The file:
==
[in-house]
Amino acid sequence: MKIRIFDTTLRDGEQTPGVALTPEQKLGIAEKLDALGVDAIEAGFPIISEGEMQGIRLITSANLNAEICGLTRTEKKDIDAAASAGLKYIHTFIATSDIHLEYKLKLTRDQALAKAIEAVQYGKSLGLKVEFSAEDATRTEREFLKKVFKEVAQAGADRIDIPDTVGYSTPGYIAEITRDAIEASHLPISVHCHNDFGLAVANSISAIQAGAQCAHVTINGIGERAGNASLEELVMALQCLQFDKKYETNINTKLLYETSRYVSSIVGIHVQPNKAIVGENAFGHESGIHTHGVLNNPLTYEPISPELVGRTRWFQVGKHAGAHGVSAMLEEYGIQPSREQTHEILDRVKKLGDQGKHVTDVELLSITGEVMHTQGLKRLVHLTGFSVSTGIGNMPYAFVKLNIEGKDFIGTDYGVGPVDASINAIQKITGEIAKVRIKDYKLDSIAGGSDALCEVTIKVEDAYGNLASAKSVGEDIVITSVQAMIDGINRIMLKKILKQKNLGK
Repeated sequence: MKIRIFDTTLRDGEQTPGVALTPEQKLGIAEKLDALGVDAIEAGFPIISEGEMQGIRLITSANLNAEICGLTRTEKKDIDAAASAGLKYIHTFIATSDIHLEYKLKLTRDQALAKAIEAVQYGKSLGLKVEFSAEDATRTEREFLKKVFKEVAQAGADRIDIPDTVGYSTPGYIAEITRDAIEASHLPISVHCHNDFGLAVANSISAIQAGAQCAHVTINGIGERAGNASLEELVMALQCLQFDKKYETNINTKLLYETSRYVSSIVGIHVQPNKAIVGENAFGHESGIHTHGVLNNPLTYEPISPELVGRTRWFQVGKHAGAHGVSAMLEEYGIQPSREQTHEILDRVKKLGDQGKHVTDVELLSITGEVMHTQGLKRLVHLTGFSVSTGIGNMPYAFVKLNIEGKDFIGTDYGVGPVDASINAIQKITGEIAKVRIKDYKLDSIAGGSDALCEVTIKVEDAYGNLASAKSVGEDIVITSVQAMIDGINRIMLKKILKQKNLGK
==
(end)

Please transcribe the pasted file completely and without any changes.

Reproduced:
[in-house]
Amino acid sequence: MKIRIFDTTLRDGEQTPGVALTPEQKLGIAEKLDALGVDAIEAGFPIISEGEMQGIRLITSANLNAEICGLTRTEKKDIDAAASAGLKYIHTFIATSDIHLEYKLKLTRDQALAKAIEAVQYGKSLGLKVEFSAEDATRTEREFLKKVFKEVAQAGADRIDIPDTVGYSTPGYIAEITRDAIEASHLPISVHCHNDFGLAVANSISAIQAGAQCAHVTINGIGERAGNASLEELVMALQCLQFDKKYETNINTKLLYETSRYVSSIVGIHVQPNKAIVGENAFGHESGIHTHGVLNNPLTYEPISPELVGRTRWFQVGKHAGAHGVSAMLEEYGIQPSREQTHEILDRVKKLGDQGKHVTDVELLSITGEVMHTQGLKRLVHLTGFSVSTGIGNMPYAFVKLNIEGKDFIGTDYGVGPVDASINAIQKITGEIAKVRIKDYKLDSIAGGSDALCEVTIKVEDAYGNLASAKSVGEDIVITSVQAMIDGINRIMLKKILKQKNLGK
Repeated sequence: MKIRIFDTTLRDGEQTPGVALTPEQKLGIAEKLDALGVDAIEAGFPIISEGEMQGIRLITSANLNAEICGLTRTEKKDIDAAASAGLKYIHTFIATSDIHLEYKLKLTRDQALAKAIEAVQYGKSLGLKVEFSAEDATRTEREFLKKVFKEVAQAGADRIDIPDTVGYSTPGYIAEITRDAIEASHLPISVHCHNDFGLAVANSISAIQAGAQCAHVTINGIGERAGNASLEELVMALQCLQFDKKYETNINTKLLYETSRYVSSIVGIHVQPNKAIVGENAFGHESGIHTHGVLNNPLTYEPISPELVGRTRWFQVGKHAGAHGVSAMLEEYGIQPSREQTHEILDRVKKLGDQGKHVTDVELLSITGEVMHTQGLKRLVHLTGFSVSTGIGNMPYAFVKLNIEGKDFIGTDYGVGPVDASINAIQKITGEIAKVRIKDYKLDSIAGGSDALCEVTIKVEDAYGNLASAKSVGEDIVITSVQAMIDGINRIMLKKILKQKNLGK